Using the International Space Station-nicknamed Izzy-as a starting point, the governments of the world create the “Cloud Ark,” an intricate archipelago of satellites and modules–essentially tiny islands in the solar system–where the remaining members of humanity learn to survive. Imagine Interstellar mixed with John Carter of Mars and 2001 Space Odyssey.
When the Hard Rain eventually arrives, about 300 pages in, seven billion people die incredibly quickly. Then the narrative forgets Earth, which is now burning, and focuses on the cobbled-together space ark. In this spinning island in the sky, the last 1700-odd members of the human race need to figure out how to survive and procreate. Back on Earth, everyone is either dead or living underground like moles.
Stephenson’s focuses on every single aspect of the moon’s explosion and its aftermath starts becomes a rather overwhelming after awhile. After a point, you just want to skip ahead. Then the two-thirds of the book focuses on the physics and logistics of living in space: working, sleeping, procreating, and the dangerous of cosmic rays. Stephenson goes into great detail about perigees, apogees, the perils of six degrees of freedom-three for position,three for velocity- and all the horrors and brute facts of life in low gravity. If it cannot be recreated on the Ark, then everyone must learn to live without. A bunch of people in a cooped up space leads to a lot of disagreements, political tensions, and cannibalism once the agriculture sector part of the Ark fails.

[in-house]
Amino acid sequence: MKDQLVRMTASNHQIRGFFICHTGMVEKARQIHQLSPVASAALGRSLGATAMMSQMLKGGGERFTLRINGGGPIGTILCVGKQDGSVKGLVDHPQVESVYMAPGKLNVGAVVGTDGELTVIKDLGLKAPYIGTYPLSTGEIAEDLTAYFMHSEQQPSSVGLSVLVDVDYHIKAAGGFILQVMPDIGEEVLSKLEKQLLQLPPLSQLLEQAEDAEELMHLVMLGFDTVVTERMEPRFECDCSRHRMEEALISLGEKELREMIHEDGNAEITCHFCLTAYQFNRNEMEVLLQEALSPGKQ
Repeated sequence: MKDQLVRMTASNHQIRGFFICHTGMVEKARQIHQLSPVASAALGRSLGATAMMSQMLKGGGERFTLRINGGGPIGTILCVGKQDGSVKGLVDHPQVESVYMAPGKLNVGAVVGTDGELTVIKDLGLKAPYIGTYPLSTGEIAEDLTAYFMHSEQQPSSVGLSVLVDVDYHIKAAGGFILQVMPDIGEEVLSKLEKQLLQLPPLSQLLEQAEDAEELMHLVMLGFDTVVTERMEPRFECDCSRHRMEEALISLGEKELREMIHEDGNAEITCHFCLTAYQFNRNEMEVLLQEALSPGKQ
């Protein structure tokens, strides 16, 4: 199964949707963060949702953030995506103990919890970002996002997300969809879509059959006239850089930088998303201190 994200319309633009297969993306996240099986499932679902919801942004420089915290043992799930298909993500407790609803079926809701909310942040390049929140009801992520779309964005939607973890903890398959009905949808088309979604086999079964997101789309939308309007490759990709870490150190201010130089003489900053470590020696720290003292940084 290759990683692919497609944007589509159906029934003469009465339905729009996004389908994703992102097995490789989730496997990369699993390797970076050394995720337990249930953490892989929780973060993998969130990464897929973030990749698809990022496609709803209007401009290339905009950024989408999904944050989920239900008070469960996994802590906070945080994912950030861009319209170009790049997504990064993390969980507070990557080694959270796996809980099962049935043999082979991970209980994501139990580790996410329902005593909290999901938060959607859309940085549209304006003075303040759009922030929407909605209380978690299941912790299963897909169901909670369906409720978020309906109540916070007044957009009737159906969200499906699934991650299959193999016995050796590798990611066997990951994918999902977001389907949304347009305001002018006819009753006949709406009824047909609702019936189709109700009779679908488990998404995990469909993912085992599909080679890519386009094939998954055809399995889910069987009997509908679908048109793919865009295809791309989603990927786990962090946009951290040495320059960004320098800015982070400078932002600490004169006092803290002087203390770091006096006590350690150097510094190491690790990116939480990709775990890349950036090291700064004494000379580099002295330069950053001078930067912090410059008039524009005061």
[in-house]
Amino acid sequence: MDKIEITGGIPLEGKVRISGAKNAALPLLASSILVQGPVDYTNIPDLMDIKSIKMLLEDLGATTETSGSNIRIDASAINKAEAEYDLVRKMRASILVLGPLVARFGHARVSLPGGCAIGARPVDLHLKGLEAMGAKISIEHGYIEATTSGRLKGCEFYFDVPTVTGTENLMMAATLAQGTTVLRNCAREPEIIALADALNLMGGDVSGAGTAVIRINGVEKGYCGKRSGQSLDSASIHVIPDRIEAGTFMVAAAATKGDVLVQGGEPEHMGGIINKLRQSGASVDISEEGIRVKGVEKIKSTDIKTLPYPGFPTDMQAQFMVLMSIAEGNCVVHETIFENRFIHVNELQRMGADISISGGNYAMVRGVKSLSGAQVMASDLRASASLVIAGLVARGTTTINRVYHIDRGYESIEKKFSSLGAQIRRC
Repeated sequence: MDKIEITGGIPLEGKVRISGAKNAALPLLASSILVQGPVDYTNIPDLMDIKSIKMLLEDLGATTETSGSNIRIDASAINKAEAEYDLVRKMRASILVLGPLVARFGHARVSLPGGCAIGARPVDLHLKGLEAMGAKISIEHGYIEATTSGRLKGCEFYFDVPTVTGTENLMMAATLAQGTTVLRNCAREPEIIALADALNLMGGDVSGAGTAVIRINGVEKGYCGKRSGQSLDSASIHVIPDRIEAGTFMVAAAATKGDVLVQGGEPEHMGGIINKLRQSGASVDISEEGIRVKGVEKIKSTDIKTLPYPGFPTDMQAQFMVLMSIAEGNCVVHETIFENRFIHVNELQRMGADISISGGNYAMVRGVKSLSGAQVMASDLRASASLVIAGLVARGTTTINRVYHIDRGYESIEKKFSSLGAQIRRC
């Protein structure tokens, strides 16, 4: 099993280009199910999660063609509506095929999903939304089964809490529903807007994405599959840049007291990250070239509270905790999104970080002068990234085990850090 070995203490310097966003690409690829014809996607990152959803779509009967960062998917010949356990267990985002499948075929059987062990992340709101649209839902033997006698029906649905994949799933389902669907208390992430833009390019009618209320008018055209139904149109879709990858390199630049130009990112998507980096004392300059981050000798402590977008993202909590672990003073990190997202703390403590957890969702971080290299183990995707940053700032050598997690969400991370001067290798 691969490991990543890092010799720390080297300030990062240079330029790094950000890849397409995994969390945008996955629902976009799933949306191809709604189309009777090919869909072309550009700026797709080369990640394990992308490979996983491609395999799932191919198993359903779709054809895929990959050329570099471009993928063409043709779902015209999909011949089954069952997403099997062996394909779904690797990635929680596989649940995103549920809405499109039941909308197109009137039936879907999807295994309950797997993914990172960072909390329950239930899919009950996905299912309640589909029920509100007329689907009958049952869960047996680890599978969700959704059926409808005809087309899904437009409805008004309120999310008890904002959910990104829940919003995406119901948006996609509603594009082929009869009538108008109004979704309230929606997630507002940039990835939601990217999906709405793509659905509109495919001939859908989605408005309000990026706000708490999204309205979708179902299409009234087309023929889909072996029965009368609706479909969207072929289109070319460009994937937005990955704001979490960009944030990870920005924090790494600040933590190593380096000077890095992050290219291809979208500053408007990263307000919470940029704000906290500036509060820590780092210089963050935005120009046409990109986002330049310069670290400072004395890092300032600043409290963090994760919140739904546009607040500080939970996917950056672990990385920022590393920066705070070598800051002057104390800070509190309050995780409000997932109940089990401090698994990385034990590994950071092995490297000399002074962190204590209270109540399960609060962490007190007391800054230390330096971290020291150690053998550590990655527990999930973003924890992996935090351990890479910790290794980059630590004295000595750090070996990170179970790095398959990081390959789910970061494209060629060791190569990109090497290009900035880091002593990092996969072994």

The space station ends up being populated by the worlds most determined, overly talkative science geeks. Given the title of the book, the coolest characters are all women: Ivy, the unflappable station chief; Dinah, the robot expert; and Tekla, the sarcastic and overly combative Russian cosmonaut. When Ivy is replaced by Markus Leuker, things take a turn for the worse on the Ark. Stephenson does not spend enough time on the human part of the story, at least in the first half. Near the beginning, it is reported that Doc Dubois-the most developed male character-fell in love with a schoolteacher, but the reader does not witness this happen. When humanity is trying to build the Ark, a spacewalker is cast adrift and someone on the space station talks to him over the radio until he dies, but the reader does not witness this conversation. One of the female character’s boyfriend perishes in an act of sacrificial space piloting that helps assure everyone’s long-term survival, but she seems completely fine with his sacrifice and emotionally healed within a couple of days.